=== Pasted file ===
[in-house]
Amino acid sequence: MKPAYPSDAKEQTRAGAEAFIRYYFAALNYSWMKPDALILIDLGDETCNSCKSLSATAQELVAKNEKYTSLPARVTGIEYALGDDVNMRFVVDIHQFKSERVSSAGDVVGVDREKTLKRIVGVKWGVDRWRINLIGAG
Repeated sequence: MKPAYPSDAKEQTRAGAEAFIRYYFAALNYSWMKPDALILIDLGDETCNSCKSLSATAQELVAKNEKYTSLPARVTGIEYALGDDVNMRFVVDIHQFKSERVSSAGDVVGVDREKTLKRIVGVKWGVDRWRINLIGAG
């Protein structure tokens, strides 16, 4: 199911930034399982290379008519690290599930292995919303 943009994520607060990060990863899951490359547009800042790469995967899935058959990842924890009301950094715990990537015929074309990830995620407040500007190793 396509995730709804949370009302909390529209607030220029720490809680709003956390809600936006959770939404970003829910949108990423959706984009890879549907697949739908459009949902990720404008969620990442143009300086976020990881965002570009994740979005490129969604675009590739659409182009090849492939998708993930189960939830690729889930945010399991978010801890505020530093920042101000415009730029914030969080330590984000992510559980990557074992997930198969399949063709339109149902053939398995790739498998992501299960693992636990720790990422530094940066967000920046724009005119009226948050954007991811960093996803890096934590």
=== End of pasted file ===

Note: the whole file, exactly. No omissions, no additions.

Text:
[in-house]
Amino acid sequence: MKPAYPSDAKEQTRAGAEAFIRYYFAALNYSWMKPDALILIDLGDETCNSCKSLSATAQELVAKNEKYTSLPARVTGIEYALGDDVNMRFVVDIHQFKSERVSSAGDVVGVDREKTLKRIVGVKWGVDRWRINLIGAG
Repeated sequence: MKPAYPSDAKEQTRAGAEAFIRYYFAALNYSWMKPDALILIDLGDETCNSCKSLSATAQELVAKNEKYTSLPARVTGIEYALGDDVNMRFVVDIHQFKSERVSSAGDVVGVDREKTLKRIVGVKWGVDRWRINLIGAG
């Protein structure tokens, strides 16, 4: 199911930034399982290379008519690290599930292995919303 943009994520607060990060990863899951490359547009800042790469995967899935058959990842924890009301950094715990990537015929074309990830995620407040500007190793 396509995730709804949370009302909390529209607030220029720490809680709003956390809600936006959770939404970003829910949108990423959706984009890879549907697949739908459009949902990720404008969620990442143009300086976020990881965002570009994740979005490129969604675009590739659409182009090849492939998708993930189960939830690729889930945010399991978010801890505020530093920042101000415009730029914030969080330590984000992510559980990557074992997930198969399949063709339109149902053939398995790739498998992501299960693992636990720790990422530094940066967000920046724009005119009226948050954007991811960093996803890096934590």